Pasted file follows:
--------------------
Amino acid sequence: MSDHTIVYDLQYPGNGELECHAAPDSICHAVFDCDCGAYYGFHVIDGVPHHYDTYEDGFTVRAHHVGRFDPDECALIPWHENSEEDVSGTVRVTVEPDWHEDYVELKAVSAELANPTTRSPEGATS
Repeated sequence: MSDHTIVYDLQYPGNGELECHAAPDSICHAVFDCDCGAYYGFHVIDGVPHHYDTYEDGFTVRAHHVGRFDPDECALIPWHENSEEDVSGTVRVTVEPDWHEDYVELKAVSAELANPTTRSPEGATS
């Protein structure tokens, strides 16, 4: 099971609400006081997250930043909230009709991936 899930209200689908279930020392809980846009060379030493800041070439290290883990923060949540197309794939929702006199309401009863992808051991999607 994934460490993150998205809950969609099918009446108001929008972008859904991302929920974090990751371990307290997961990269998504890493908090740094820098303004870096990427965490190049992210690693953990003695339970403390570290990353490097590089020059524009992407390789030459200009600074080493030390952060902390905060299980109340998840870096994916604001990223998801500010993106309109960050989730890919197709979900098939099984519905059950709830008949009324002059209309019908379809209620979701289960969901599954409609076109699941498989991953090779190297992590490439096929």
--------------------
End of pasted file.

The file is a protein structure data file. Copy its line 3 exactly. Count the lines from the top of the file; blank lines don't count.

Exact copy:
């Protein structure tokens, strides 16, 4: 099971609400006081997250930043909230009709991936 899930209200689908279930020392809980846009060379030493800041070439290290883990923060949540197309794939929702006199309401009863992808051991999607 994934460490993150998205809950969609099918009446108001929008972008859904991302929920974090990751371990307290997961990269998504890493908090740094820098303004870096990427965490190049992210690693953990003695339970403390570290990353490097590089020059524009992407390789030459200009600074080493030390952060902390905060299980109340998840870096994916604001990223998801500010993106309109960050989730890919197709979900098939099984519905059950709830008949009324002059209309019908379809209620979701289960969901599954409609076109699941498989991953090779190297992590490439096929």